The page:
If you have severe arthritis or a serious knee injury, you may be offered knee replacement surgery. This involves removing the damaged section of knee joint and replacing it with a prosthetic implant. This type of surgery is a routine procedure that can help you to regain your mobility and quality of life.
What is knee replacement surgery?
Knee replacement surgery is normally only offered once other less invasive methods have been tried. This is because all surgery carries a certain degree of risk. There are two types of knee replacements:
- Total knee replacement (also known as total knee arthroplasty) involves removing all three compartments of the knee joint – the medial, lateral and patellofemoral – and replacing them with an artificial implant.
- Partial knee replacement (also known as a unicondylar knee replacement) is offered to people who only have one compartment of the knee that is affected by arthritis (usually the medial compartment). It involves replacing only the affected part of the knee and leaving the remaining compartments as well as the ligaments intact.
There are pros and cons to each approach, which your orthopaedic surgeon will discuss with you. Partial knee replacement involves less dissection of bone and soft tissue, less blood loss and faster recovery. However, there is a higher risk of needing revision surgery (repeating the procedure in the future due to failure of the implant). This can be more complicated that primary surgery and tends to have poorer outcomes.
What are prosthetic knee implants?
A prosthetic knee implant is an artificial knee joint that is used to replace your damaged joint. Joseph Queally used the Triathlon Knee System, developed by Stryker Orthopaedics.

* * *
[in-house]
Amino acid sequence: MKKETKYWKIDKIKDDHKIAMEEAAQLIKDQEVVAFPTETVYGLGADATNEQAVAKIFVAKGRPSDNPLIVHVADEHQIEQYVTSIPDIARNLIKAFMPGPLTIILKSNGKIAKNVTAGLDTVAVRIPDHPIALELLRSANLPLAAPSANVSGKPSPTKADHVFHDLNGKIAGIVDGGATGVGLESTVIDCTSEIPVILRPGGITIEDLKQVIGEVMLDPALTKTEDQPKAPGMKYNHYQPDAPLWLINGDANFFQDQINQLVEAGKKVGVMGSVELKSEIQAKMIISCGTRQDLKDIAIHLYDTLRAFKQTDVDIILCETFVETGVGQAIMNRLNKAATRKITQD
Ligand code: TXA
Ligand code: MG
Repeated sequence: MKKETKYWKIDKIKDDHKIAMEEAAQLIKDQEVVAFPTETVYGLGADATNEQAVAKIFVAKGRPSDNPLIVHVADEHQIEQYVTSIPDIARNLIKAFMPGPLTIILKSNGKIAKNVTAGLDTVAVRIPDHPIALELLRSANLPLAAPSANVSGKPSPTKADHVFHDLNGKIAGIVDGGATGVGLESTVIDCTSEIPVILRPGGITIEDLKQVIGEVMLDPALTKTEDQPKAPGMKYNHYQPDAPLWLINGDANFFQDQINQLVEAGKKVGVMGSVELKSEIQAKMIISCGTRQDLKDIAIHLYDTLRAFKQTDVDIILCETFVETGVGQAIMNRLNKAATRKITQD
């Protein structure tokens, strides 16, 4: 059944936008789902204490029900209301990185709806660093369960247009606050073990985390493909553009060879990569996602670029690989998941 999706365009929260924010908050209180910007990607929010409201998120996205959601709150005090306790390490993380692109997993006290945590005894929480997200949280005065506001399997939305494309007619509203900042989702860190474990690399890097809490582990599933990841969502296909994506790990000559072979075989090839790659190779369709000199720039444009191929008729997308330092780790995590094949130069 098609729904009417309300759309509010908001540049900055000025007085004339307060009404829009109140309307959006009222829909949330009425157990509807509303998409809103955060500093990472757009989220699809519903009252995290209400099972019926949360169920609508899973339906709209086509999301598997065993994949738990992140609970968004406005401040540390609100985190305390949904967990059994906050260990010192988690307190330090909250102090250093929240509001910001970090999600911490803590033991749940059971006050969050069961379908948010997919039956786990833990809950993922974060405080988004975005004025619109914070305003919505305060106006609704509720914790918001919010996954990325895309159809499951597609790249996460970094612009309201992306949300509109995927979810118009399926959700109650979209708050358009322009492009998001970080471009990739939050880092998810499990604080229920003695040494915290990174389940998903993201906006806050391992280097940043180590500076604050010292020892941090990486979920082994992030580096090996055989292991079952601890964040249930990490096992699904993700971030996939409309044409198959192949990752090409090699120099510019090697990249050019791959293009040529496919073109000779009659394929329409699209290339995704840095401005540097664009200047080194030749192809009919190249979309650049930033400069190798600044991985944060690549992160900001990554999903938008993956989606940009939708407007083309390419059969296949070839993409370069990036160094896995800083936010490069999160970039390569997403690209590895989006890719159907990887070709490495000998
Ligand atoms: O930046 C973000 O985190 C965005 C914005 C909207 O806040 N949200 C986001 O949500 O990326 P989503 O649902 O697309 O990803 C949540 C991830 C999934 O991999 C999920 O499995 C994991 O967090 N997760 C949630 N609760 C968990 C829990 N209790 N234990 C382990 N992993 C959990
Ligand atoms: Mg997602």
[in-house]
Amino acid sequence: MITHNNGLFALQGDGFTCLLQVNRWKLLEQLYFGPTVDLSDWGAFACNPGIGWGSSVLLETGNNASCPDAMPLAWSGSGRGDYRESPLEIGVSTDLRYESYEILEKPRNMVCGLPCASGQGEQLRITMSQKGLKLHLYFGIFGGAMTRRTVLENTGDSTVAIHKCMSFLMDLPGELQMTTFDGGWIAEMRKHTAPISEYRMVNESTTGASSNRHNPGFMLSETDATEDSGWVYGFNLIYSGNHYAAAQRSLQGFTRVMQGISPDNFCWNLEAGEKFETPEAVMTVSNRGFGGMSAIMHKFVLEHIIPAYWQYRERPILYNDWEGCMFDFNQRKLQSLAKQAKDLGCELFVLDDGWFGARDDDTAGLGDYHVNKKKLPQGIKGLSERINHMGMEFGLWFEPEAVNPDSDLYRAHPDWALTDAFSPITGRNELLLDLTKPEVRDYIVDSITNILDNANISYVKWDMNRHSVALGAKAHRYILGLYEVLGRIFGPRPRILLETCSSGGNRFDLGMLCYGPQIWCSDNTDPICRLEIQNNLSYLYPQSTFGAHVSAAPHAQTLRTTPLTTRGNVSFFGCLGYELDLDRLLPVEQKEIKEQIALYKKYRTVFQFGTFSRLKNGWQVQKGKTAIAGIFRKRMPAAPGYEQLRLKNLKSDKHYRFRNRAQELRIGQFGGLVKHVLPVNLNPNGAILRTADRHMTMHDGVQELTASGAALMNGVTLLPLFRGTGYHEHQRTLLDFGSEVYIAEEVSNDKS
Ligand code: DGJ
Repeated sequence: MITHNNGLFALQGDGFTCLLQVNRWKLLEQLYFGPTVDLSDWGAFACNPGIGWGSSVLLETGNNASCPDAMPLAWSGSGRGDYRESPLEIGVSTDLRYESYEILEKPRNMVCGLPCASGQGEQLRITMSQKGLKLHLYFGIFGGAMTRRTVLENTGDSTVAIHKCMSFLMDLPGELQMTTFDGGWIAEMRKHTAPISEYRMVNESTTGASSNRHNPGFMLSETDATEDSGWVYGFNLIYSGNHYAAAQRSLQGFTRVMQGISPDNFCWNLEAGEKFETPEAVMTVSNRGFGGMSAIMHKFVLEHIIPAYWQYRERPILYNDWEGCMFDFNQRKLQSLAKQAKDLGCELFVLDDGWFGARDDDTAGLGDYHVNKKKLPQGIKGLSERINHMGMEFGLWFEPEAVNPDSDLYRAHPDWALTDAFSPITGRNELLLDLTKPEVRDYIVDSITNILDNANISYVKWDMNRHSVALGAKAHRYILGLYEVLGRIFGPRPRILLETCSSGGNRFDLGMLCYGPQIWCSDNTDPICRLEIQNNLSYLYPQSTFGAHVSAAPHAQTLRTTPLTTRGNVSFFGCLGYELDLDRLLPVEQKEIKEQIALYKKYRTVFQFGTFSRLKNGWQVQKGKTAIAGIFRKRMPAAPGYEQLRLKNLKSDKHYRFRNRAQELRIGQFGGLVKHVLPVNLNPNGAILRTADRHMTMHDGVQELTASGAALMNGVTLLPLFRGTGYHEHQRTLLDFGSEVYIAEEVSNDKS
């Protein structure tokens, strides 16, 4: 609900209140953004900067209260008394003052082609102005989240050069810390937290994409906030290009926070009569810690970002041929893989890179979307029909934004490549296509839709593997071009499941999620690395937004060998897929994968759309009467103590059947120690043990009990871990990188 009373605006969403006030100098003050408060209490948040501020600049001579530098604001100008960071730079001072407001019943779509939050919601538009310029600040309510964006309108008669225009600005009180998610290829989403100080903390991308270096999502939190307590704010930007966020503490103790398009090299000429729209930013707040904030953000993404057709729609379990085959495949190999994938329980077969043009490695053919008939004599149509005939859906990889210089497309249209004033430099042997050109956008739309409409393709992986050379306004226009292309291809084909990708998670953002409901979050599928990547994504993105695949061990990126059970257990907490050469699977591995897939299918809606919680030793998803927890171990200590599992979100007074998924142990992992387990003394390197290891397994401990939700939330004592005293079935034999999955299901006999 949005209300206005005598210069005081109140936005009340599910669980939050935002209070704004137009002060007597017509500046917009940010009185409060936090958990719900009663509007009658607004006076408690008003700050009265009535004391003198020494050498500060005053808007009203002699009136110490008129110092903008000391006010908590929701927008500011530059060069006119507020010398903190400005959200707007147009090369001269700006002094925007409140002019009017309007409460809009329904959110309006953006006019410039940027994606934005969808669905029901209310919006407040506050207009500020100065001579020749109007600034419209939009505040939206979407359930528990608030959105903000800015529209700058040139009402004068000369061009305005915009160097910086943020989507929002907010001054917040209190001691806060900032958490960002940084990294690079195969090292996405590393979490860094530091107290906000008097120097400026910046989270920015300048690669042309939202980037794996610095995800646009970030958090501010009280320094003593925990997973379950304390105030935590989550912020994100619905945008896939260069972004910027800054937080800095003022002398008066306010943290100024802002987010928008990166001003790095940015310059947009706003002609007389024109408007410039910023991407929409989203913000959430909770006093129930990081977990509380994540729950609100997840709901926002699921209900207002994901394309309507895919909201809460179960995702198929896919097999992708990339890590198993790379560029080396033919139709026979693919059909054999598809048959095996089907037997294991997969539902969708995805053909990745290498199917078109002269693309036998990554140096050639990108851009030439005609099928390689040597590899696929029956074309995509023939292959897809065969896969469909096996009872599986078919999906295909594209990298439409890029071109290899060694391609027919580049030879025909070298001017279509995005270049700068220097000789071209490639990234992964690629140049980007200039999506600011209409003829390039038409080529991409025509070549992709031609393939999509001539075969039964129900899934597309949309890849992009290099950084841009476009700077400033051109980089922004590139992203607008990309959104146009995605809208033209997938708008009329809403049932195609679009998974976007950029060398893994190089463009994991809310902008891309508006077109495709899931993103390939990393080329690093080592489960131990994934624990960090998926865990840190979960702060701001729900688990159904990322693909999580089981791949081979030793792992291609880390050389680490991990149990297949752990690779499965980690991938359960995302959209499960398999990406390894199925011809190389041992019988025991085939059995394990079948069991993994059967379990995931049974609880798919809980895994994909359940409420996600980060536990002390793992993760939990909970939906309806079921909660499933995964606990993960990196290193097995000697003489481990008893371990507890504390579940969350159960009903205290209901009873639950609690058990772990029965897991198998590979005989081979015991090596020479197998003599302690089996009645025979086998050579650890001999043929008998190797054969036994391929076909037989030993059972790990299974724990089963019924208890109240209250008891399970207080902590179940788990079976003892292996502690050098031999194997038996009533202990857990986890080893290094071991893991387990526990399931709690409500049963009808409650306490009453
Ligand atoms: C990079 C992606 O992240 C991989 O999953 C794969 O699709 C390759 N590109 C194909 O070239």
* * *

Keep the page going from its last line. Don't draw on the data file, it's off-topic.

Triathlon knee implants have been used in more than three million patients around the world over the last 15 years and deliver excellent performance and high patient satisfaction levels.
Components of the knee implant
The Triathlon Total Knee System is a popular knee implant designed to work with the individual patient’s body. It has a single radius of curvature which increases the range of motion of the artificial knee joint. This single radius design has shown superior performance in stability, walking, stair climbing and knee straightening compared to multi-radius knee implants. In patient satisfaction studies, the Triathlon achieves high levels at seven years post-surgery.
The system offers the orthopaedic surgeon a variety of different options so we can tailor your knee joint to your particular needs. For example, we may choose cruciate retaining, condylar-stabilising, posterior-stabilising or other options based on the extent of disease, deformity and the demands of your lifestyle. We use surgical instruments that have been specifically designed to work with the Triathlon implants and there are different surgical techniques according to what is most suitable for the individual patient.
The Triathlon titanium cementless implants have performed particularly well in trials and offer a beneficial alternative to traditional cemented models, particularly among younger more active patients or overweight patients who tend to have a higher rate of failure of their implants leading to the need for revision joint replacement surgery.
How long to knee implants last?
In a 10-year follow-up study, Triathlon implants achieved a survival rate of 99%. Stryker has incorporated many of the most frequently studied features of its previous designs into this state-of-the-art prosthetic implant, which had been shown to reduce the chances of needing revision surgery caused by instability, patellofemoral tracking complications and loosening of the implant. The Triathlon implant has a maximum of 7% revision rate, which is very low.
If you are due to undergo knee replacement surgery with us, beforehand Joseph Queally will discuss the details of your procedure and the different treatment options. If you would like more information please contact us.